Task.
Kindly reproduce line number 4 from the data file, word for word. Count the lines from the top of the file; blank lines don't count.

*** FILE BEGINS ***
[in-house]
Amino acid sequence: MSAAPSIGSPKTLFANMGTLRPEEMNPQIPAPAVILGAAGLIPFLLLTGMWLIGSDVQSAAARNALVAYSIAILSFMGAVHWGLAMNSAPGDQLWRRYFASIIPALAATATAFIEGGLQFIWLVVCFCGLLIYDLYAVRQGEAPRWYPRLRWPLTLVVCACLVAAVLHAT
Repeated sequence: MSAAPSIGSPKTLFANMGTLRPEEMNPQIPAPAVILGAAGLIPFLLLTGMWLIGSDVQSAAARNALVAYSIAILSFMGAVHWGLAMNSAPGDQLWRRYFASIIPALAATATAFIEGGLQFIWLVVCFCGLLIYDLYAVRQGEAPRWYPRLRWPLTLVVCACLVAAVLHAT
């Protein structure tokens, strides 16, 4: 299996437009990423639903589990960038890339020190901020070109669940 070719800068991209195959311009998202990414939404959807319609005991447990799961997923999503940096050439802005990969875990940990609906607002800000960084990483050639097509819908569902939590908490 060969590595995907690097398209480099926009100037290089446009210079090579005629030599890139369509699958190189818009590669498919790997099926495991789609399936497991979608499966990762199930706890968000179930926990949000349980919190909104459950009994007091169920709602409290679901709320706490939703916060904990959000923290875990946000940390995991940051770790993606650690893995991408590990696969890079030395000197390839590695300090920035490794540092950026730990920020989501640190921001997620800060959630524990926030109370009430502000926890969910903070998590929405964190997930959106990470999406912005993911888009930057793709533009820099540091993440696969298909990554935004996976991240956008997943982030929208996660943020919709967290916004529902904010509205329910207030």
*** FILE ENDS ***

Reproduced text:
């Protein structure tokens, strides 16, 4: 299996437009990423639903589990960038890339020190901020070109669940 070719800068991209195959311009998202990414939404959807319609005991447990799961997923999503940096050439802005990969875990940990609906607002800000960084990483050639097509819908569902939590908490 060969590595995907690097398209480099926009100037290089446009210079090579005629030599890139369509699958190189818009590669498919790997099926495991789609399936497991979608499966990762199930706890968000179930926990949000349980919190909104459950009994007091169920709602409290679901709320706490939703916060904990959000923290875990946000940390995991940051770790993606650690893995991408590990696969890079030395000197390839590695300090920035490794540092950026730990920020989501640190921001997620800060959630524990926030109370009430502000926890969910903070998590929405964190997930959106990470999406912005993911888009930057793709533009820099540091993440696969298909990554935004996976991240956008997943982030929208996660943020919709967290916004529902904010509205329910207030």